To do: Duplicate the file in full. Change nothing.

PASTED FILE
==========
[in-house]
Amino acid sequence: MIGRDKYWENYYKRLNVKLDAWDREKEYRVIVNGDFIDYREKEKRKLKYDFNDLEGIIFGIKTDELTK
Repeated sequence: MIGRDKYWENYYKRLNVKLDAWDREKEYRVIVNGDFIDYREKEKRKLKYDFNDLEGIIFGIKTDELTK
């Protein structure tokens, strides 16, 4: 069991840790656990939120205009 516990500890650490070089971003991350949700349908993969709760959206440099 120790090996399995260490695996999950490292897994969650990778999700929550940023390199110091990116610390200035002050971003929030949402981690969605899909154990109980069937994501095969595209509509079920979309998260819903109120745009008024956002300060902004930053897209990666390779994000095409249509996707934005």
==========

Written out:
[in-house]
Amino acid sequence: MIGRDKYWENYYKRLNVKLDAWDREKEYRVIVNGDFIDYREKEKRKLKYDFNDLEGIIFGIKTDELTK
Repeated sequence: MIGRDKYWENYYKRLNVKLDAWDREKEYRVIVNGDFIDYREKEKRKLKYDFNDLEGIIFGIKTDELTK
């Protein structure tokens, strides 16, 4: 069991840790656990939120205009 516990500890650490070089971003991350949700349908993969709760959206440099 120790090996399995260490695996999950490292897994969650990778999700929550940023390199110091990116610390200035002050971003929030949402981690969605899909154990109980069937994501095969595209509509079920979309998260819903109120745009008024956002300060902004930053897209990666390779994000095409249509996707934005």